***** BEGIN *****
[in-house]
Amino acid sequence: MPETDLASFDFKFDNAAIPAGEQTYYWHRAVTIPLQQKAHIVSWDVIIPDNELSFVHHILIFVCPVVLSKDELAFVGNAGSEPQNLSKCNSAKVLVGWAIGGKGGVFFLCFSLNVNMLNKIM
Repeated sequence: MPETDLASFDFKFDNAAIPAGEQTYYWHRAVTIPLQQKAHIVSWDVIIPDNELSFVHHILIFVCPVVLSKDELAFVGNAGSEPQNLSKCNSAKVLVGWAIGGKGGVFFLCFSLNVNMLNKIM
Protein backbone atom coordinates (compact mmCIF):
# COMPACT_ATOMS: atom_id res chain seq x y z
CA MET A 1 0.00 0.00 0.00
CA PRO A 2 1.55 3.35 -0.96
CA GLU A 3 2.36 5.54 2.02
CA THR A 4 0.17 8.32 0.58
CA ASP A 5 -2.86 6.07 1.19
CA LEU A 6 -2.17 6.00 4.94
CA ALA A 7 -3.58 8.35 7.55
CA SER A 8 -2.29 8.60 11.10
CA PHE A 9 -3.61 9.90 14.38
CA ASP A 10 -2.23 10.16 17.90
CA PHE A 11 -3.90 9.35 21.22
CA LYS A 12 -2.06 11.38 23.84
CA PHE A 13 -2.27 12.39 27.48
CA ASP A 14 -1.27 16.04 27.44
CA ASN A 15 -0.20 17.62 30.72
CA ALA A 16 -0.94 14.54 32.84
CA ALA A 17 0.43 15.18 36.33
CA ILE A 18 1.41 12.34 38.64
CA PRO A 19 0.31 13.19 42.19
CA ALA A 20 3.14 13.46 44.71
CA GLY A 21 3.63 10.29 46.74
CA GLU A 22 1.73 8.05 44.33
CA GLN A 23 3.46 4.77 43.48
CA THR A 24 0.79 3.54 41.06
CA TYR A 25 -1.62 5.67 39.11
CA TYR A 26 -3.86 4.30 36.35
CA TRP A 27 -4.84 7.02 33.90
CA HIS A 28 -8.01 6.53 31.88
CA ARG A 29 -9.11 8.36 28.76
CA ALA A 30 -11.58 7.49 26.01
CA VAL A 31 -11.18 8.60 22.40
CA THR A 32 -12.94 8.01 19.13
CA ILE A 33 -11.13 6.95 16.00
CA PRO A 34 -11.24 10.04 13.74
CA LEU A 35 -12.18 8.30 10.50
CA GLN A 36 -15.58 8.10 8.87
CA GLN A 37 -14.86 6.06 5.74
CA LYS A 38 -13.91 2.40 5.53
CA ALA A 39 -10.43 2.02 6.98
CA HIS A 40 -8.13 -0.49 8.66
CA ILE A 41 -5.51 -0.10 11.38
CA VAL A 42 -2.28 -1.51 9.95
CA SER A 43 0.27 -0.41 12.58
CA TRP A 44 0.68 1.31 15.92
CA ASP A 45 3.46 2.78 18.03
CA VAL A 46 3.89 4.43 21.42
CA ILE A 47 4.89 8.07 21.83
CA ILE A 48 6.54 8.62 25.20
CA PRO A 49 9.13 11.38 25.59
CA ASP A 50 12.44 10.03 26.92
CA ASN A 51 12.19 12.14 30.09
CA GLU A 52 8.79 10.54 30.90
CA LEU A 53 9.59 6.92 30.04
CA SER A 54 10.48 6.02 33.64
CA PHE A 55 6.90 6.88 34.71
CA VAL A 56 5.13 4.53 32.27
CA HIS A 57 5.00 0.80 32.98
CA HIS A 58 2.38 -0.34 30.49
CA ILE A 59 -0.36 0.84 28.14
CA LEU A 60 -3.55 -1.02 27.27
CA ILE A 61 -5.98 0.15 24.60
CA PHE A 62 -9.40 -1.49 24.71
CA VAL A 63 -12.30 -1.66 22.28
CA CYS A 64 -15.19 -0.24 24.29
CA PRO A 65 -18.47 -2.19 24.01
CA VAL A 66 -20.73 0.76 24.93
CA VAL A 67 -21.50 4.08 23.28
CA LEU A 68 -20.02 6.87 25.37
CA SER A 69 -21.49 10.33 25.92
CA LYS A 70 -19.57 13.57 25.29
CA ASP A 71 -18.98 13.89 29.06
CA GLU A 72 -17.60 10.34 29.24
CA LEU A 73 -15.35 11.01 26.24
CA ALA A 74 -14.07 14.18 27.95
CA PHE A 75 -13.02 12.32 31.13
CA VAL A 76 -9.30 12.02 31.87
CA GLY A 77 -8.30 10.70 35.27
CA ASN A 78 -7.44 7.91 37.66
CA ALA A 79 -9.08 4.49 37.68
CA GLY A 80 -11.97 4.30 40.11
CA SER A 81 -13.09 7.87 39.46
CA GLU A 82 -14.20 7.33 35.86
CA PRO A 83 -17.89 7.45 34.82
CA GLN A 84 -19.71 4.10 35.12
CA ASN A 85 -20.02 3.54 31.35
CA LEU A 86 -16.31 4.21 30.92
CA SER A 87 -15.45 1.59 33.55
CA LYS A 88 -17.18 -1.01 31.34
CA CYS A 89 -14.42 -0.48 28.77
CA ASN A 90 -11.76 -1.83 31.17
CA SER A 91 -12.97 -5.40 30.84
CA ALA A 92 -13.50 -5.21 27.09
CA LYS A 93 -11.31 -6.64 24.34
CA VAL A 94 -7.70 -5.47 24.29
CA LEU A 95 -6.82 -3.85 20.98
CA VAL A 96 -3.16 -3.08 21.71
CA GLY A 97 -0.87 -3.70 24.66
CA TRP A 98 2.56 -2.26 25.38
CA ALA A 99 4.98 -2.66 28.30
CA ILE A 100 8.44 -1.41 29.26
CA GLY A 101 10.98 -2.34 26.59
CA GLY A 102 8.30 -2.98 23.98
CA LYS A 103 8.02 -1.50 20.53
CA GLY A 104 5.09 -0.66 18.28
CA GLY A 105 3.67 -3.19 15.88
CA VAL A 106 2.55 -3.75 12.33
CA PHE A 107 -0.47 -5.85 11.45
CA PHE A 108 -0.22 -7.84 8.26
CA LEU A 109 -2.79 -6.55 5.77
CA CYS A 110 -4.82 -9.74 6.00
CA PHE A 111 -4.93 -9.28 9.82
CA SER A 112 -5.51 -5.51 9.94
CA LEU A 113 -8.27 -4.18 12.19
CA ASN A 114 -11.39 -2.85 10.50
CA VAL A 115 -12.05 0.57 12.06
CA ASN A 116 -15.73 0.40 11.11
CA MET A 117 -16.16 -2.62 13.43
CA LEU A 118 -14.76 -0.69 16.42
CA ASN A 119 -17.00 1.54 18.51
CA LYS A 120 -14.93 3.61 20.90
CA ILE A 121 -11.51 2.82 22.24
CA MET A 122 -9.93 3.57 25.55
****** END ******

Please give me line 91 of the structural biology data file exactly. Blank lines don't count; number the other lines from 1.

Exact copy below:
CA LEU A 86 -16.31 4.21 30.92